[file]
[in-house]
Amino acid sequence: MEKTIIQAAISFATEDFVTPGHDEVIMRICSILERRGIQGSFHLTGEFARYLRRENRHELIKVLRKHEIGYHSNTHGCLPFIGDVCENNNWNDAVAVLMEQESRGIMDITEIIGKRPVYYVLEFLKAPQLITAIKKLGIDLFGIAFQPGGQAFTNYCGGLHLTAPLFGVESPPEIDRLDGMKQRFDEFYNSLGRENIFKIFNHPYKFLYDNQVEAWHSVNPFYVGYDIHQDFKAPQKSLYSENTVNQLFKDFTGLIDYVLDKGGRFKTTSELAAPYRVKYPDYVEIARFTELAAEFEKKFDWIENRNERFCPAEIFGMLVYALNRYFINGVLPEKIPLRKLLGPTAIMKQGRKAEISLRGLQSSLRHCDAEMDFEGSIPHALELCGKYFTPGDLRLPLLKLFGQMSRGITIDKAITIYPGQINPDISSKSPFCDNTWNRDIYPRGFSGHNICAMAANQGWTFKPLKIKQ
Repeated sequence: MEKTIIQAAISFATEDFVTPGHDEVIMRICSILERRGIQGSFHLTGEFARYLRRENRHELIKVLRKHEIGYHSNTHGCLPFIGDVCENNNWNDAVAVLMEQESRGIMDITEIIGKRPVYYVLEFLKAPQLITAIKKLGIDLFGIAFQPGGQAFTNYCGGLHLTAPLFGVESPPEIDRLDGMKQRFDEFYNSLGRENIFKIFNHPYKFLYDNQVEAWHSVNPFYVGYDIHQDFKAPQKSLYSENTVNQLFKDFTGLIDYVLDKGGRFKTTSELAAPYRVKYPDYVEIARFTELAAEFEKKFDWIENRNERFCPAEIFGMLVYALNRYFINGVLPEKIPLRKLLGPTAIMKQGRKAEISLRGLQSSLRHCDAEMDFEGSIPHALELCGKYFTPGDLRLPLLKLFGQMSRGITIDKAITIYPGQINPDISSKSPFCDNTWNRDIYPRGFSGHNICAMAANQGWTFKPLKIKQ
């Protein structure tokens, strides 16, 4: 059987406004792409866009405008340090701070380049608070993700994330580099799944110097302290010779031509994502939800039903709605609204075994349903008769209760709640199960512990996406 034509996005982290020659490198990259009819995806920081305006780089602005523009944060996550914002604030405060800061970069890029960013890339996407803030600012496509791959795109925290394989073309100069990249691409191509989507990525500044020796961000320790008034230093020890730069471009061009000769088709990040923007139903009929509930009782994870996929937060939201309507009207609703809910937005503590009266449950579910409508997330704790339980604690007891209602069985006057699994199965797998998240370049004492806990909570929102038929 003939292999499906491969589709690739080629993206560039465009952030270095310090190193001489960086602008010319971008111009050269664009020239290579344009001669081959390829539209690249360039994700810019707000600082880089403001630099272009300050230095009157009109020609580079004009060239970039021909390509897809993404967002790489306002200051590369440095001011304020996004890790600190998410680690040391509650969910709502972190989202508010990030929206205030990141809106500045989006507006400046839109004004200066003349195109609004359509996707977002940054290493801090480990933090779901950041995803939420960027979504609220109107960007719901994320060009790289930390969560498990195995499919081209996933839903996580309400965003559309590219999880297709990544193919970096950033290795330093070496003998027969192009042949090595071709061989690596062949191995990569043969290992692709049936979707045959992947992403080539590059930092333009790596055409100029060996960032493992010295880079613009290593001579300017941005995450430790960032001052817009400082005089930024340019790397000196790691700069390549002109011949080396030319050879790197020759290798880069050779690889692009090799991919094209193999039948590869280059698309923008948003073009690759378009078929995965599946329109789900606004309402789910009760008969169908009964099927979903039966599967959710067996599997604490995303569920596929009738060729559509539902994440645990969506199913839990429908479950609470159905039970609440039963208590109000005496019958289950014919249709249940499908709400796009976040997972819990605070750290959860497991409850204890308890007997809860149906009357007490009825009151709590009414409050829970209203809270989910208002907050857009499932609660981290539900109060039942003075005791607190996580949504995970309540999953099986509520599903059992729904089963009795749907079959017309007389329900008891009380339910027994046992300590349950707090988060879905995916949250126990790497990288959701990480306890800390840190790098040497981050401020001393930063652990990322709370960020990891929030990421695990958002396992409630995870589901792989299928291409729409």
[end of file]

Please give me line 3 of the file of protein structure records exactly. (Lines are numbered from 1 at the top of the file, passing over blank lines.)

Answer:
Repeated sequence: MEKTIIQAAISFATEDFVTPGHDEVIMRICSILERRGIQGSFHLTGEFARYLRRENRHELIKVLRKHEIGYHSNTHGCLPFIGDVCENNNWNDAVAVLMEQESRGIMDITEIIGKRPVYYVLEFLKAPQLITAIKKLGIDLFGIAFQPGGQAFTNYCGGLHLTAPLFGVESPPEIDRLDGMKQRFDEFYNSLGRENIFKIFNHPYKFLYDNQVEAWHSVNPFYVGYDIHQDFKAPQKSLYSENTVNQLFKDFTGLIDYVLDKGGRFKTTSELAAPYRVKYPDYVEIARFTELAAEFEKKFDWIENRNERFCPAEIFGMLVYALNRYFINGVLPEKIPLRKLLGPTAIMKQGRKAEISLRGLQSSLRHCDAEMDFEGSIPHALELCGKYFTPGDLRLPLLKLFGQMSRGITIDKAITIYPGQINPDISSKSPFCDNTWNRDIYPRGFSGHNICAMAANQGWTFKPLKIKQ